Information Age: when and how to talk to kids about current events



It seems we can’t turn on the TV or look at our phones these days without a barrage of images and information that can be frightening, upsetting and downright maddening. Having 24/7 access to world events can be emotionally draining and can cause anxiety especially for children, who lack the context behind the sound bites.


If your child or teen seems unduly upset by what they’re seeing in the news, talk to them about what they’re feeling. Validating a child’s fears, while also offering some coping strategies, can help alleviate anxiety and prevent it from manifesting in other areas of their life. Some practical tips to help:

  • Keep it age appropriate, especially with young children. Don’t offer more information than what they have context for. Let them ask questions that are important to them and let them lead the conversation.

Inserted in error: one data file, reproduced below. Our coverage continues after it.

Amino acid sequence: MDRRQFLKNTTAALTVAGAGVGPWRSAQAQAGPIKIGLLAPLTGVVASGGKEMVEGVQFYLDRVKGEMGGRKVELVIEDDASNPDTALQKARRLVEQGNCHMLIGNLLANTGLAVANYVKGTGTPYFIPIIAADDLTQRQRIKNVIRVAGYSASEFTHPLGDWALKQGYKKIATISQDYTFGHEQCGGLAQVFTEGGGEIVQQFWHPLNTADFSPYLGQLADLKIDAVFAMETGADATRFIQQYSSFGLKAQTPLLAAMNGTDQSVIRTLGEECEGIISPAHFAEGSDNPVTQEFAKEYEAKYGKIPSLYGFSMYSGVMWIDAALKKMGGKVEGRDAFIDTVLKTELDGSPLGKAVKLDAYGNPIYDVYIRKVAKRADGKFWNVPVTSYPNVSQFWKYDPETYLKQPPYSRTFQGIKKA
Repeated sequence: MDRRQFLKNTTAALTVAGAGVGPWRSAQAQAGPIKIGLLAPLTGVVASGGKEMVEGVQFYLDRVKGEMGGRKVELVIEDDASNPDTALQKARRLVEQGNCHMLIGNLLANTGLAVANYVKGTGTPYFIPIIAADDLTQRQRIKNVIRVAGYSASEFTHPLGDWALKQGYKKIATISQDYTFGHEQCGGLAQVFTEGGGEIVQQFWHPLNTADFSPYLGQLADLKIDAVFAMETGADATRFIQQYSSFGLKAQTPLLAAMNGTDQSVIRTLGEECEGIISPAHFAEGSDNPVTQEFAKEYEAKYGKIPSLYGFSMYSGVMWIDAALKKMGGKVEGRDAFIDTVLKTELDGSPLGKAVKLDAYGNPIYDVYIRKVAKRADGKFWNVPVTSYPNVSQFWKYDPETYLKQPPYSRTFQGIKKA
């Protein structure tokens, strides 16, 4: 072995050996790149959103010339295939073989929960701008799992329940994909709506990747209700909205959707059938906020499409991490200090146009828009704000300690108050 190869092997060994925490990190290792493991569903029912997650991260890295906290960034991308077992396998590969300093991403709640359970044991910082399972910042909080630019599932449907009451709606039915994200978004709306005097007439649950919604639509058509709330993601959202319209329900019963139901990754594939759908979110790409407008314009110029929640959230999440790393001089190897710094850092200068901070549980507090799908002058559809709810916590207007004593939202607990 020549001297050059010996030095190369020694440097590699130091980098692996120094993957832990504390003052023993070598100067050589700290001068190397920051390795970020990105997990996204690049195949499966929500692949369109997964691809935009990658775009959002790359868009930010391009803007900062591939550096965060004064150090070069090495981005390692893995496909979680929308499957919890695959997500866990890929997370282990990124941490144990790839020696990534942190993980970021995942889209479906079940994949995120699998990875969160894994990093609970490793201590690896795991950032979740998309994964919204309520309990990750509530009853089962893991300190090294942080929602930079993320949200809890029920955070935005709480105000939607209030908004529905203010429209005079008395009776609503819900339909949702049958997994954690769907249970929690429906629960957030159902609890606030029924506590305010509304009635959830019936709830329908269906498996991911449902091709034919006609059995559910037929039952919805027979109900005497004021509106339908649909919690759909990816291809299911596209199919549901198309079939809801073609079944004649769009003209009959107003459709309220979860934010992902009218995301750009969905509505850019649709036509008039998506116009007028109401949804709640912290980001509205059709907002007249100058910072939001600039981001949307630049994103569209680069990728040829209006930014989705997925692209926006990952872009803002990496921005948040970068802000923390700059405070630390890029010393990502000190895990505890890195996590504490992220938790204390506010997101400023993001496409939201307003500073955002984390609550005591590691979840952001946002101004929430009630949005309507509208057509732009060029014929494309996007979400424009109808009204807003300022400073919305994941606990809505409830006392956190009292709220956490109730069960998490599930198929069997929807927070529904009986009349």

• Limit consumption. It’s so hard to really unplug, especially when our work and school rely so heavily on screen time. Make an effort to limit screens for kids and challenge yourself to stop doom-scrolling through the news every day.

  • Turn it off. It’s amazing what they can show on TV these days, and not all of the images and rhetoric are appropriate for everyone in your living room. It’s okay to tell your children that some news items are not age appropriate.

  • Have a buffer. Sleep is so important to recharging our minds and bodies, especially for children. Turn off screens and redirect conversations away from upsetting topics before going to bed each night.

  • Refocus. Even for adults, world events can leave us feeling helpless. Talk to your children about how they can focus their attention on productive efforts such as fundraising or volunteer- ing so they can feel like they’re contributing to positive change.

  • Reach out. If your child seems unusually upset or anxious about world events, and it is impacting their schoolwork, social life or daily living, they should speak with a qualified counselor for additional support.

For the most part, children and teens just want reassurance, but it’s also okay to admit to them that you also find some events upsetting. Talking through their concerns and letting them know they are safe in your care can go a long way to easing anxiety.


 

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